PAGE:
Agriculture in Cameroon is one of the country’s main economic resources and is critical for ensuring future food security. Currently, Cameroon’s farmers are largely elderly people ranging from 55 to 70 years. They follow traditional practices, often resulting in poor returns. As a result, farming has been avoided by the nation’s youth, who see it as a job for only the illiterate, poor and old, turning instead towards the cities where unemployment is high. Faced with desperate poverty and even starvation, many turn to substance abuse, violence and crime.
Orkidstudio and partners are working with the Kuk Village Development Association to address this problem by training young people to grow high-quality crops and livestock that can be sold to develop income and employment opportunities. Kuk is a remote village in Cameroon's fertile north-west region. Land is owned by the community, with the Fon (Chief) acting as custodian on their behalf, however, at present less than 10% of this land is farmed. This small agricultural activity provides limited subsistence for the villagers.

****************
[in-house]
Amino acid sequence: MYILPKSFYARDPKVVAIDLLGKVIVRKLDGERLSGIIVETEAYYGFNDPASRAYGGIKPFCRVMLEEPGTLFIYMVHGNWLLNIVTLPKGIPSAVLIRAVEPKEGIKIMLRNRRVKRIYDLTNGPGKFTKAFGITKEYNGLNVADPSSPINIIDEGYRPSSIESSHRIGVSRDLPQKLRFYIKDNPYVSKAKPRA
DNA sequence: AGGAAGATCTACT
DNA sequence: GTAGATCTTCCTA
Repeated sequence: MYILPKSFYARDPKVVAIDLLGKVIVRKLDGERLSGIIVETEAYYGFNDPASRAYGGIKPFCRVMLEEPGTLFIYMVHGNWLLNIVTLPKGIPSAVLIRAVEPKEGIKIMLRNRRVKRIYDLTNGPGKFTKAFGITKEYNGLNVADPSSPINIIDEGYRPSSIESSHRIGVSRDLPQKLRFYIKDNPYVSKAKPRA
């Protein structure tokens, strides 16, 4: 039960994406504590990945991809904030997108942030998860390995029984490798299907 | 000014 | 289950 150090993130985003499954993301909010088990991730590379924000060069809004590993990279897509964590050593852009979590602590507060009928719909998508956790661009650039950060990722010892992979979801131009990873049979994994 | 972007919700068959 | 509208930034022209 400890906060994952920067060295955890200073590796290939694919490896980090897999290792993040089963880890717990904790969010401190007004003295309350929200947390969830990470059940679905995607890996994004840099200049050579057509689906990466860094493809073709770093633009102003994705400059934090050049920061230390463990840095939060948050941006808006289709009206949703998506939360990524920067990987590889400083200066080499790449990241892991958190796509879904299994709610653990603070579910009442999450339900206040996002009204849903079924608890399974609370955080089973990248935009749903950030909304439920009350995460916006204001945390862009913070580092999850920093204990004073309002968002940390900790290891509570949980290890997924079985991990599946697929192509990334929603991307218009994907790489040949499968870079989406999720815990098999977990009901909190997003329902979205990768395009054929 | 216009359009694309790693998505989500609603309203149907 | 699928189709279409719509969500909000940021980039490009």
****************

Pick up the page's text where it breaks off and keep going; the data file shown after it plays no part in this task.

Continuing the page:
Our project seeks to tackle the issue of youth migration to urban areas through introducing modern methods of farming and working with the Development Association to boost crop production, increasing subsistence stock but also to commercialise their output, bringing crops to market both locally and nationally.
The construction of an agricultural training centre has kick-started activity in the village and was built in collaboration with a team of local men and women, and with support from Cardiff University's Global Opportunities Centre. The long term aim of the project is to establish a growing cash-crop enterprise led by the village; providing local employment, offering training in valuable modern farming techniques, and generating income for wider development.
Location: Kuk, Cameroon